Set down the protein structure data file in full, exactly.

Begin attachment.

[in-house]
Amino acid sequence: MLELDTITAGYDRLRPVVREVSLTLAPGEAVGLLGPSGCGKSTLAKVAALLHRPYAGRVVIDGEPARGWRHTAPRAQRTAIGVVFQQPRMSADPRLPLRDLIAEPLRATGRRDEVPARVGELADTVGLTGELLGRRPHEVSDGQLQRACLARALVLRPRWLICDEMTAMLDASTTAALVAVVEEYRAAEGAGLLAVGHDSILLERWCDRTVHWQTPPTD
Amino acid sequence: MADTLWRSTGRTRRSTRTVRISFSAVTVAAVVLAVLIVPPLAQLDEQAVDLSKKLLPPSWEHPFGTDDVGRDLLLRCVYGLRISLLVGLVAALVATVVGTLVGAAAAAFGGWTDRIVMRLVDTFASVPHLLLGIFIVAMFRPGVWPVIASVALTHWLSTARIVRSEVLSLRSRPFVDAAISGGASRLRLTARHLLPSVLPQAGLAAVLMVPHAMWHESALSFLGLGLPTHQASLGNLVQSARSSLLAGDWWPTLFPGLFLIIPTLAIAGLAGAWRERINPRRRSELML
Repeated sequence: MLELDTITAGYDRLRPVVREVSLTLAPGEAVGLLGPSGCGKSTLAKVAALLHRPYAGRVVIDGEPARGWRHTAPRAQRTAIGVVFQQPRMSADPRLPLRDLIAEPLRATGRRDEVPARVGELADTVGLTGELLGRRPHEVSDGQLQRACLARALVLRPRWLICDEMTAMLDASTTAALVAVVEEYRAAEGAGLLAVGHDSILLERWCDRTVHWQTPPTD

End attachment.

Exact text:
[in-house]
Amino acid sequence: MLELDTITAGYDRLRPVVREVSLTLAPGEAVGLLGPSGCGKSTLAKVAALLHRPYAGRVVIDGEPARGWRHTAPRAQRTAIGVVFQQPRMSADPRLPLRDLIAEPLRATGRRDEVPARVGELADTVGLTGELLGRRPHEVSDGQLQRACLARALVLRPRWLICDEMTAMLDASTTAALVAVVEEYRAAEGAGLLAVGHDSILLERWCDRTVHWQTPPTD
Amino acid sequence: MADTLWRSTGRTRRSTRTVRISFSAVTVAAVVLAVLIVPPLAQLDEQAVDLSKKLLPPSWEHPFGTDDVGRDLLLRCVYGLRISLLVGLVAALVATVVGTLVGAAAAAFGGWTDRIVMRLVDTFASVPHLLLGIFIVAMFRPGVWPVIASVALTHWLSTARIVRSEVLSLRSRPFVDAAISGGASRLRLTARHLLPSVLPQAGLAAVLMVPHAMWHESALSFLGLGLPTHQASLGNLVQSARSSLLAGDWWPTLFPGLFLIIPTLAIAGLAGAWRERINPRRRSELML
Repeated sequence: MLELDTITAGYDRLRPVVREVSLTLAPGEAVGLLGPSGCGKSTLAKVAALLHRPYAGRVVIDGEPARGWRHTAPRAQRTAIGVVFQQPRMSADPRLPLRDLIAEPLRATGRRDEVPARVGELADTVGLTGELLGRRPHEVSDGQLQRACLARALVLRPRWLICDEMTAMLDASTTAALVAVVEEYRAAEGAGLLAVGHDSILLERWCDRTVHWQTPPTD